visit author page

biography

Erin McCave University of Houston

visit author page

Erin is an Instructional Assistant Professor in the Cullen College of Engineering at the University of Houston. She joined the University of Houston after completing a postdoctoral/lecturer position split between the General Engineering program and the Engineering & Science Education Department and a Ph.D. in Bioengineering from Clemson University. Erin’s research interests include preparing students for their sophomore year, minority student engineering identity development, and providing mentoring relationships to help foster student growth and success.

visit author page

Download Paper |

Abstract

Alongside the continued evolution of the field of engineering education, the number of early career faculty members who identify as members of the discipline continues to increase. This growth has resulted in a new wave of roles, titles, and experiences for engineering education researchers, many of which have yet to be explored and understood. To address this gap, our research team is investigating the ways in which early career engineering education faculty are able to achieve impact in their current roles. Our aim is to provide insights on the ways in which these researchers can have new and evolving forms of impact within the engineering education field.

The work presented herein explores the transition experiences of our research team, consisting of six early-career faculty, and the ways in which we experience agency at the individual, institutional, and field and societal levels. Doing so is necessary to consider the diverse backgrounds, visions, goals, plans, and commitments of early career faculty members. Guided by two qualitative research methodologies: collaborative inquiry and collaborative autoethnography, we are able to explore our lived experiences and respective academic cultures through iterative cycles of reflection and action towards agency.

The poster presented will provide an update on our NSF RFE work through Phase 1 of our two phase investigation. Thus far the investigation has involved analysis of our reflections from the first two years of our faculty roles to identify critical incidents within the early career transition and development of our identities as faculty members. Additionally, we have collected reflective data to understand each of our goals, relevant aspects of our identity and desired areas of impact. Analysis of the transition has resulted in new insights on the aspects of transition, focusing on types of impactful situations, and the supports and strategies that are utilized. Analysis has begun to explore the role of identity on each members desired areas of impact and their ability to have impact. Data will also be presented from a survey of near peers, providing insight into the ways in which each early career engineering education faculty believe they are able to and desire to have impact in their current position. The collective analysis around the transition into a faculty role, strategic actions of new faculty, desired impact areas, and faculty identity will play a role in the development of our conceptual model of early career faculty agency. Additionally, this analysis provides the groundwork for phase two of our study, where we will seek to place the experiences of our group within the context of the larger community of early career engineering education faculty.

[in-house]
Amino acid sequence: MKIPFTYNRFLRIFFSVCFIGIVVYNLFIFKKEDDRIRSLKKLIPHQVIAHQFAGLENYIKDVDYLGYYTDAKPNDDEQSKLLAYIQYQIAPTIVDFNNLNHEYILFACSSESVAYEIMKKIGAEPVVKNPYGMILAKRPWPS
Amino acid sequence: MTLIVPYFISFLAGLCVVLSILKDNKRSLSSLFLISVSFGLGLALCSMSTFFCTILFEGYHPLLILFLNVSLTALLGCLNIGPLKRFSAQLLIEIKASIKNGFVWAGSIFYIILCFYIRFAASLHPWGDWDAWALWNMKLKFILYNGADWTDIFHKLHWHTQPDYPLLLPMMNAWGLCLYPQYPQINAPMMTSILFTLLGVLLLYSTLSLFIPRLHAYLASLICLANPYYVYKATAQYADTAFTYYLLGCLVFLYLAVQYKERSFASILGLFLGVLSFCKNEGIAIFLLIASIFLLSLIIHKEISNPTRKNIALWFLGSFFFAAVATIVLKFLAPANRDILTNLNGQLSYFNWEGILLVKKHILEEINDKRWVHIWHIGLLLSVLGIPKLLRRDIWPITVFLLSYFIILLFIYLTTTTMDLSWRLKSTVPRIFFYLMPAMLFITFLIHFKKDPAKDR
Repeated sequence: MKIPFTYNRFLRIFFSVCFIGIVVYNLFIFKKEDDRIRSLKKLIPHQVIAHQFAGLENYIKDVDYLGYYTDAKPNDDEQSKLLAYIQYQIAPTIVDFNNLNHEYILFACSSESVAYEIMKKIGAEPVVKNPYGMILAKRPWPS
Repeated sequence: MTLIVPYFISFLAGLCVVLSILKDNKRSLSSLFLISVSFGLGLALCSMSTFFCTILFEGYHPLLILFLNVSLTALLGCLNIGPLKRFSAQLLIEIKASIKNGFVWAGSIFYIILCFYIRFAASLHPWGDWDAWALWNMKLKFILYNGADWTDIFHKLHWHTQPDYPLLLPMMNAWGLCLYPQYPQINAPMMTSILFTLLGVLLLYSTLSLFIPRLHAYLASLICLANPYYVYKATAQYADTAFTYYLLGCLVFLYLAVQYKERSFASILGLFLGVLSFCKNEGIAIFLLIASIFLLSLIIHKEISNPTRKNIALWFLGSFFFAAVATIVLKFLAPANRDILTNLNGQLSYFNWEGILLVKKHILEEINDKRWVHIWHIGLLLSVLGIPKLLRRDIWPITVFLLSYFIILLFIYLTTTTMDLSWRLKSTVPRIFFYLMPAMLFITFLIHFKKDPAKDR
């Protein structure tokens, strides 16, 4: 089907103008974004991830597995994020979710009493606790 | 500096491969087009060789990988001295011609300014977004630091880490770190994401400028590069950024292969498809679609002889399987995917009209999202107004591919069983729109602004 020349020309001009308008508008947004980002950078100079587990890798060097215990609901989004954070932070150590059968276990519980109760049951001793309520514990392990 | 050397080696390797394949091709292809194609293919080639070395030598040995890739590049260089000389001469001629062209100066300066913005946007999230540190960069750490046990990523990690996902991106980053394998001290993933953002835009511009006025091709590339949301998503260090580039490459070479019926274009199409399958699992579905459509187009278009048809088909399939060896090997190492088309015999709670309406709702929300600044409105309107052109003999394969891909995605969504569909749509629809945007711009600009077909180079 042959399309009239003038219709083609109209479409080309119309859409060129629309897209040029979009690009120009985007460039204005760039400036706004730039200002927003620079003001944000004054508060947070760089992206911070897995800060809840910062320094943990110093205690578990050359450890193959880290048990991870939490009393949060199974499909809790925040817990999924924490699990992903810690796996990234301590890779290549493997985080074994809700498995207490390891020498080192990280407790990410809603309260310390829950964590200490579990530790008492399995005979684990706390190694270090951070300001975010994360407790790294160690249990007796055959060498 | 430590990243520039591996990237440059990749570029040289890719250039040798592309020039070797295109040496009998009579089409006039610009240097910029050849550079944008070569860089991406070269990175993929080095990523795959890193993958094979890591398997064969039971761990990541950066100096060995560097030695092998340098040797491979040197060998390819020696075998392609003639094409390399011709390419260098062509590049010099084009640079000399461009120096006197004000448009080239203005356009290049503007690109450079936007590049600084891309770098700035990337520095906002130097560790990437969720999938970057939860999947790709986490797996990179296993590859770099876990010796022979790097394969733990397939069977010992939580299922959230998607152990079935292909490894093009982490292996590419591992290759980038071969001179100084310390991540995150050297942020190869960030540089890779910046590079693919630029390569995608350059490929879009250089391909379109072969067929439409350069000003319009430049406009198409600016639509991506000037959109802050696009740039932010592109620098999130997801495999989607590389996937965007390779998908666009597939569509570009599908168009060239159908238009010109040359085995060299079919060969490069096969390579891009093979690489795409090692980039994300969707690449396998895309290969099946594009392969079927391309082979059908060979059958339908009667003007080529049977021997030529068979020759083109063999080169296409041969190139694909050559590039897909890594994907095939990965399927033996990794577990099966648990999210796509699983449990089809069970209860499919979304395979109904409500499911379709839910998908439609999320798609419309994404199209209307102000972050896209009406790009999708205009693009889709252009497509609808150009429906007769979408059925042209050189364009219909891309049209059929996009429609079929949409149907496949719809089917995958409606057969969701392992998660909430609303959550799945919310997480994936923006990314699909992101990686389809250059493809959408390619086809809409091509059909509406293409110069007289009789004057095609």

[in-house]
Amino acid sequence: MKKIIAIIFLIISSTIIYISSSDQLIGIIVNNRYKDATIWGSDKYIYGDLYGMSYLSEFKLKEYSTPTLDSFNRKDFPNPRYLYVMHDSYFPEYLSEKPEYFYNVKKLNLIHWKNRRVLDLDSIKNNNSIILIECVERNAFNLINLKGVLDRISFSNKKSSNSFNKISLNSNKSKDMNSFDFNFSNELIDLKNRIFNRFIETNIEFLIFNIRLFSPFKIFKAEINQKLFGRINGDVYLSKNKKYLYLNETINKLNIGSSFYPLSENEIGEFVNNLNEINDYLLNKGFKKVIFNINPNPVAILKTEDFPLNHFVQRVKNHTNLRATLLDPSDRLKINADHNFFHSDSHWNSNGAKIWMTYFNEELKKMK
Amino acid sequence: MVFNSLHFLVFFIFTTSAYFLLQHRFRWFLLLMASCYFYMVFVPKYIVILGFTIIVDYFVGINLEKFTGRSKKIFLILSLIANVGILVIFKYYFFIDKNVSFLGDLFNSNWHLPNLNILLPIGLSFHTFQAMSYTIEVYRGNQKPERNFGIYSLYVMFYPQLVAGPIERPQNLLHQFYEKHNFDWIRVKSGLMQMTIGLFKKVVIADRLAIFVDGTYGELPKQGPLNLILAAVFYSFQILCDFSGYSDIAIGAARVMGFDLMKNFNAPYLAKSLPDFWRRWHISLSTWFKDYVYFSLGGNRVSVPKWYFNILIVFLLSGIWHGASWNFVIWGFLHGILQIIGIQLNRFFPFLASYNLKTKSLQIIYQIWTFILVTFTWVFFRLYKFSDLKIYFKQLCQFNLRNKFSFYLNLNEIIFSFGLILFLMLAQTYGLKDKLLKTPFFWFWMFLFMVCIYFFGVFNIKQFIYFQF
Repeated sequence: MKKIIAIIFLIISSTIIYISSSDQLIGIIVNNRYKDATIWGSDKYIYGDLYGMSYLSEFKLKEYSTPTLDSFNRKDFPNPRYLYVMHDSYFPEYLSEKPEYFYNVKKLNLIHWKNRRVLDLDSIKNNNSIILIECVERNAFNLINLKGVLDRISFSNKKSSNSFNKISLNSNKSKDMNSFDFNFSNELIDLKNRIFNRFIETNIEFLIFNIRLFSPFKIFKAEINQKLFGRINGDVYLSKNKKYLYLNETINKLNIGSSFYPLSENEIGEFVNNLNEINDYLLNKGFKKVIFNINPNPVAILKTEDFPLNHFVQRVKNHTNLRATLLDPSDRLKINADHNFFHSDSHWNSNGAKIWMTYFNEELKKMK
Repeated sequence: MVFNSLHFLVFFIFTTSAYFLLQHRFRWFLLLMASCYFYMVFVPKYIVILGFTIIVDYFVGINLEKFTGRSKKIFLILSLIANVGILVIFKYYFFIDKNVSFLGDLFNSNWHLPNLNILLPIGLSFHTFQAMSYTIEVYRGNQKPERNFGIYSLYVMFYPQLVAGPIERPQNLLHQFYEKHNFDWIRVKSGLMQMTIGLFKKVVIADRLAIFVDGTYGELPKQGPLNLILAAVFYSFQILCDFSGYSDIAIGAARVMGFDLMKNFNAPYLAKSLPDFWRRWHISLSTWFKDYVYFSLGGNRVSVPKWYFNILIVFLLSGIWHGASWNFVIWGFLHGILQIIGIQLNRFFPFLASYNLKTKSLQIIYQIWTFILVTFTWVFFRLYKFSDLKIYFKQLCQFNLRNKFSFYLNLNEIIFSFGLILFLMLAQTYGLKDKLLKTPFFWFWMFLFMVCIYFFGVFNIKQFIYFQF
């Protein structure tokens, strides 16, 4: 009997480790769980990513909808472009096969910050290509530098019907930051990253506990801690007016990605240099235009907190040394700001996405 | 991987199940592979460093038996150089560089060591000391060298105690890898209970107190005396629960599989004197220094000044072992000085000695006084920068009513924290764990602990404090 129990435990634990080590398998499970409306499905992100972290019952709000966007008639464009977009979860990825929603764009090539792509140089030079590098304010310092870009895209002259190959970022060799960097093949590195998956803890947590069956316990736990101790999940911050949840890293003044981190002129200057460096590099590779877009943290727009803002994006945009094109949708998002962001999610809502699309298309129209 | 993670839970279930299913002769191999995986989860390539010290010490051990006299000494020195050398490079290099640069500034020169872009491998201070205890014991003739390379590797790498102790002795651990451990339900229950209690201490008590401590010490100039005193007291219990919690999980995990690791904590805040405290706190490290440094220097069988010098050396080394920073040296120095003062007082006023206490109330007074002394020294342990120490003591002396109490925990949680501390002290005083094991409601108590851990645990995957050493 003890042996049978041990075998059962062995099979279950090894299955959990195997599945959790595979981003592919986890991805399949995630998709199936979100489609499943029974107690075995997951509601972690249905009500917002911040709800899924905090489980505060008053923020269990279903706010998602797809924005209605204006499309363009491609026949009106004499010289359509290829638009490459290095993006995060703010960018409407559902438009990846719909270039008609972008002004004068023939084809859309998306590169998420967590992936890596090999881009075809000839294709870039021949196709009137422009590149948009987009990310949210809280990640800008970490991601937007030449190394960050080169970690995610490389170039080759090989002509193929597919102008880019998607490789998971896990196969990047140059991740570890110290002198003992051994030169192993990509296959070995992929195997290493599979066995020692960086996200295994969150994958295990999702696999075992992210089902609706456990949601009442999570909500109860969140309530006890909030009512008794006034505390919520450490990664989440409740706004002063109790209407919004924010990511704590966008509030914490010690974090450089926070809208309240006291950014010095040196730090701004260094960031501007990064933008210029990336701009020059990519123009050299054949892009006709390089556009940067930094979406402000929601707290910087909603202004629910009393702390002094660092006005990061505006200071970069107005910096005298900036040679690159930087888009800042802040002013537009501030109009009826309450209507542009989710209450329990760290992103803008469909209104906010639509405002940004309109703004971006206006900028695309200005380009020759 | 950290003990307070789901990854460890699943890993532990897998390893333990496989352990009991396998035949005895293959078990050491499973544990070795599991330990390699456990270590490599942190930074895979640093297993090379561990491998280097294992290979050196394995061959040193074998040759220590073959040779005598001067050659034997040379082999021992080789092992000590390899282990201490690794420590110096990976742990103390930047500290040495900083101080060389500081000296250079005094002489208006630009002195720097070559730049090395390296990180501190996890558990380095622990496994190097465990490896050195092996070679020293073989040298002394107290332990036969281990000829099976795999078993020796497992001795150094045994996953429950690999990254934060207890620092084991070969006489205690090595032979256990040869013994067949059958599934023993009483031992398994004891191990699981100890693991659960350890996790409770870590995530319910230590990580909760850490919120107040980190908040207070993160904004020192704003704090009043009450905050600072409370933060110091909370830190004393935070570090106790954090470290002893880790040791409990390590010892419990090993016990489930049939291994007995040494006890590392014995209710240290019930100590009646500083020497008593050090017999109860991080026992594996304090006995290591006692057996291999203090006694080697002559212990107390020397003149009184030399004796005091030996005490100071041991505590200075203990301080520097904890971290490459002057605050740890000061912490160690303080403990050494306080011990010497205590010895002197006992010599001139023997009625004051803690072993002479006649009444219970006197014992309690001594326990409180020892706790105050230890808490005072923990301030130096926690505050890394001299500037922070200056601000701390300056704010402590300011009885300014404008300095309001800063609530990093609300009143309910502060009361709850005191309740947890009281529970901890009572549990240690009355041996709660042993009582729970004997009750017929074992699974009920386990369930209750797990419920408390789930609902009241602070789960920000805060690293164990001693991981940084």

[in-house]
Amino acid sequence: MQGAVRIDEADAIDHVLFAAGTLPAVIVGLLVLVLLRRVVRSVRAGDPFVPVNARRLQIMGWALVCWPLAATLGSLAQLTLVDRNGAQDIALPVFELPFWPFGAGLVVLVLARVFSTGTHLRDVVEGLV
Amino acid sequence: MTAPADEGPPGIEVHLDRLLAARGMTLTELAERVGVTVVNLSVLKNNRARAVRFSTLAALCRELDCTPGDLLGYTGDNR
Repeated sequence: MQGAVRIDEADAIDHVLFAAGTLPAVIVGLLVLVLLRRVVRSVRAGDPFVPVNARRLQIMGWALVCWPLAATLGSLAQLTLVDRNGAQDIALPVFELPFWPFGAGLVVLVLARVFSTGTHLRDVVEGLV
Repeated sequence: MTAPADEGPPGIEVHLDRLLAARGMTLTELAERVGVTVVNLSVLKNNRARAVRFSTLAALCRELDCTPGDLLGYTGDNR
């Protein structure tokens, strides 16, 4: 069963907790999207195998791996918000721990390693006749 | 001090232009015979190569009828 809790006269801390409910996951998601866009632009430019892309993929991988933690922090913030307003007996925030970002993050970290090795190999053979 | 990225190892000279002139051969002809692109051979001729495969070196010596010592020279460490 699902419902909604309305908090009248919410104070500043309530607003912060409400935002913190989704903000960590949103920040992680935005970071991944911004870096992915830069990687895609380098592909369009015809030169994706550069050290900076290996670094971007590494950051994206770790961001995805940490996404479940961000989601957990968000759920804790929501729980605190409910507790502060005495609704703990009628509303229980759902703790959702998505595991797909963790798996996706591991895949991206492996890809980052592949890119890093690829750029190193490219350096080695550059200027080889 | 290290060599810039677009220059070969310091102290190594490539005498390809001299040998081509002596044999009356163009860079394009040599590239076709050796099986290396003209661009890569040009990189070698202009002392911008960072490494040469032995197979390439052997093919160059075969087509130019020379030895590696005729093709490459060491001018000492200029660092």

Smith-Orr, C. S., & Bodnar, C. A., & Lee, W. C., & Faber, C. J., & Strong, A. C., & McCave, E. (2019, June), Board 145: Collaborative Research: Supporting Agency among Early-career Engineering Education Faculty in Diverse Institutional Contexts: Developing a Framework for Faculty Agency Paper presented at 2019 ASEE Annual Conference & Exposition , Tampa, Florida. https://peer.asee.org/32260

ASEE holds the copyright on this document. It may be read by the public free of charge. Authors may archive their work on personal websites or in institutional repositories with the following citation: © 2019 American Society for Engineering Education. Other scholars may excerpt or quote from these materials with the same citation. When excerpting or quoting from Conference Proceedings, authors should, in addition to noting the ASEE copyright, list all the original authors and their institutions and name the host city of the conference. - Last updated April 1, 2015